“Back to the Basics” for my Favorite Fish

by Doug Higley


OK, so now I have been keeping killies for a few years, and I rather enjoy it.  Over the years, I have learned lessons on how not to keep killifish, what is not necessary for breeding them, and a gamut of other things related to the hobby that no one should ever lose any sleep over.

The first killifish I kept was a gardneri Misaje.  After working with, and having the pair for a year, I managed to get two fry.  “What will I ever do with so many fish?” I asked myself sarcastically.  What did I do wrong, you ask?  I kept the pair together at all times, never fed any live food except baby brine shrimp on occasion, and kept them in super hard water.  Once I learned that a little softer water would help with viable eggs, I was on my way to success!

I started cutting my hard well water with somewhere around 30% rain water and good things started happening.  Yes!  I Can Keep and Breed Killifish!

Then I began to try other varieties of killifish available in the hobby and had more good luck.  Some people in the club, which by the way everyone in the club seems to love to share information, told me things that might help with my success, because at this time my luck with breeding killifish was at best marginal.  Some folks said use sponge filters, put some java moss in your tanks for cover, and so on and on and …  Over time, I had a sponge filter in every 1 and 2.5 gallon breeding tank, a good sized clump of java  moss, a mop made of dark colored yarn for the fish to lay eggs in.  Some times two mops, on floating and one laying on the bottom.  I put lights over the tanks to help plant matter grow.  Wow!  Now all my breeding tanks look like little show tanks.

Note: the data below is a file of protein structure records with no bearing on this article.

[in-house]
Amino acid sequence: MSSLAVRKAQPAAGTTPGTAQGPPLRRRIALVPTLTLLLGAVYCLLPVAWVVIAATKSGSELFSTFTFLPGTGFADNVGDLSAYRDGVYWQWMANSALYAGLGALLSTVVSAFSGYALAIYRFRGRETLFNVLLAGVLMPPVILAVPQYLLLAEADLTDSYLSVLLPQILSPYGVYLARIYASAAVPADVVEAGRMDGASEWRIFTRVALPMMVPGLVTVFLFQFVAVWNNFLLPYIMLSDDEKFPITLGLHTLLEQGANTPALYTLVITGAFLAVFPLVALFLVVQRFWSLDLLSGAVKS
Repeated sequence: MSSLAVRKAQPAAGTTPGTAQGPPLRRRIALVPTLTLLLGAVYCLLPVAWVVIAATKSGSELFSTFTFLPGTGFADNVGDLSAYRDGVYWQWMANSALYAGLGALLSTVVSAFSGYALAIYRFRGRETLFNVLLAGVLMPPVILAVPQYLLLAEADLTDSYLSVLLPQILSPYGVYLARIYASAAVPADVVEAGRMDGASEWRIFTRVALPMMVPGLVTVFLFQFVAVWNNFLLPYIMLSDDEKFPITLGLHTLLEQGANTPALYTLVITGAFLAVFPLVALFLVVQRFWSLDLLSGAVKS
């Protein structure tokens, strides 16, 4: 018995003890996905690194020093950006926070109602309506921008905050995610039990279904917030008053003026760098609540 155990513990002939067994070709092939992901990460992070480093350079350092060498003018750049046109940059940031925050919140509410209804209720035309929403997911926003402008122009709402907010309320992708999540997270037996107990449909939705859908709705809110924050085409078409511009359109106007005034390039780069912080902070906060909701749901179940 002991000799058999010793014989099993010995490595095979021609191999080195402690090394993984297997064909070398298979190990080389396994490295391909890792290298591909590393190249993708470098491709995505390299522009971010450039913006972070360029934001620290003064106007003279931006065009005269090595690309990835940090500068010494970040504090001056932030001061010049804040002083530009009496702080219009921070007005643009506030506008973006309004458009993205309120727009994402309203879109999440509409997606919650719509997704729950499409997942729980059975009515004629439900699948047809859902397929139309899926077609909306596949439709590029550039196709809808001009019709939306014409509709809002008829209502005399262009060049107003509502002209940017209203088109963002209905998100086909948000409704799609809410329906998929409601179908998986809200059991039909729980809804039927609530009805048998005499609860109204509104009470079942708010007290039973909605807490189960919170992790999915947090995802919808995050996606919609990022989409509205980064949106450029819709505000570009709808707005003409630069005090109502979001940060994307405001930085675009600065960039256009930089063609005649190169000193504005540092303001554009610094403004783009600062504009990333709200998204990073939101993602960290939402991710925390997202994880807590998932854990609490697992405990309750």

And here is what I discovered:

Simply put, a breeding tank is not a show tank.  If you don’t have a lot of time to clean sponge filters, treat tanks full of java moss that decided to come down with bad cases of hair algae, clip the ends of air hoses connected to the sponge filter because they clogged from deposits of some sort and would not let the air through, etc., then STOP!  THINK!

Get back to basics for your breeding tanks like I did.  One air line to each tank and no sponge filter will do.  Also, in my opinion, no java moss and one mop will do, as long as some of the mop is in contact with the bottom of the tank.

Now I have a simpler operation going here.  I can clean tanks and do water changes with little effort.  The most important thing in the hobby to keep and breed healthy fish is your regular water changes.  Do this and you will not need all the extras unless you’re talking about some of the more difficult varieties of killifish. 

Keep things simple and get back to basics.  Enjoy your fish and your extra free time!  My still favorite fish in the hobby is A. striatum Lamberene